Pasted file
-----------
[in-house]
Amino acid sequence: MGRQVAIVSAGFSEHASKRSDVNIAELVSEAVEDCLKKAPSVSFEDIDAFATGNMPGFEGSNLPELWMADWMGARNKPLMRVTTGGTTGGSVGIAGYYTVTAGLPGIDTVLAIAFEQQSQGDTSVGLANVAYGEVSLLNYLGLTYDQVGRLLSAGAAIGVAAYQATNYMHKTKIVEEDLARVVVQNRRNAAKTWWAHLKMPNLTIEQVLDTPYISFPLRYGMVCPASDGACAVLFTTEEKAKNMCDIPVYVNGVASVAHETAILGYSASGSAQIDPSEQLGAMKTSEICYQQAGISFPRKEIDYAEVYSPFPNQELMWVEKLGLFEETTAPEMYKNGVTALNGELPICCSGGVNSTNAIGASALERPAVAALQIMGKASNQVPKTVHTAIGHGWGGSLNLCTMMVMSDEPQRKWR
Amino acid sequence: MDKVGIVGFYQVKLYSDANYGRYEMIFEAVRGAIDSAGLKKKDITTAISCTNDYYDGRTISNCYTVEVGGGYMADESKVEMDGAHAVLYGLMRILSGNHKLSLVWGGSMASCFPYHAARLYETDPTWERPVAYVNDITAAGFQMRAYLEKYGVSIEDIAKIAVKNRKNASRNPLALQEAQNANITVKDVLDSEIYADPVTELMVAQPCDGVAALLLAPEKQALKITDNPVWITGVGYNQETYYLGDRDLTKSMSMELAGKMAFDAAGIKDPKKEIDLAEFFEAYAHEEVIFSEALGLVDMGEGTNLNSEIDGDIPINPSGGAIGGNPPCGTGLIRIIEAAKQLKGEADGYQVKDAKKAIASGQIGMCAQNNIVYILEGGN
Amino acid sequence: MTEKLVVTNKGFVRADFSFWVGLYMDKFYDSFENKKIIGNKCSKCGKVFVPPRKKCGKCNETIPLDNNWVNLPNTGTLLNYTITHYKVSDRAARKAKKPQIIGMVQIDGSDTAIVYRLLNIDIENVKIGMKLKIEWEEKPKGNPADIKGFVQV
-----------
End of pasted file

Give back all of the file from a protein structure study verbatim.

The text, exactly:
[in-house]
Amino acid sequence: MGRQVAIVSAGFSEHASKRSDVNIAELVSEAVEDCLKKAPSVSFEDIDAFATGNMPGFEGSNLPELWMADWMGARNKPLMRVTTGGTTGGSVGIAGYYTVTAGLPGIDTVLAIAFEQQSQGDTSVGLANVAYGEVSLLNYLGLTYDQVGRLLSAGAAIGVAAYQATNYMHKTKIVEEDLARVVVQNRRNAAKTWWAHLKMPNLTIEQVLDTPYISFPLRYGMVCPASDGACAVLFTTEEKAKNMCDIPVYVNGVASVAHETAILGYSASGSAQIDPSEQLGAMKTSEICYQQAGISFPRKEIDYAEVYSPFPNQELMWVEKLGLFEETTAPEMYKNGVTALNGELPICCSGGVNSTNAIGASALERPAVAALQIMGKASNQVPKTVHTAIGHGWGGSLNLCTMMVMSDEPQRKWR
Amino acid sequence: MDKVGIVGFYQVKLYSDANYGRYEMIFEAVRGAIDSAGLKKKDITTAISCTNDYYDGRTISNCYTVEVGGGYMADESKVEMDGAHAVLYGLMRILSGNHKLSLVWGGSMASCFPYHAARLYETDPTWERPVAYVNDITAAGFQMRAYLEKYGVSIEDIAKIAVKNRKNASRNPLALQEAQNANITVKDVLDSEIYADPVTELMVAQPCDGVAALLLAPEKQALKITDNPVWITGVGYNQETYYLGDRDLTKSMSMELAGKMAFDAAGIKDPKKEIDLAEFFEAYAHEEVIFSEALGLVDMGEGTNLNSEIDGDIPINPSGGAIGGNPPCGTGLIRIIEAAKQLKGEADGYQVKDAKKAIASGQIGMCAQNNIVYILEGGN
Amino acid sequence: MTEKLVVTNKGFVRADFSFWVGLYMDKFYDSFENKKIIGNKCSKCGKVFVPPRKKCGKCNETIPLDNNWVNLPNTGTLLNYTITHYKVSDRAARKAKKPQIIGMVQIDGSDTAIVYRLLNIDIENVKIGMKLKIEWEEKPKGNPADIKGFVQV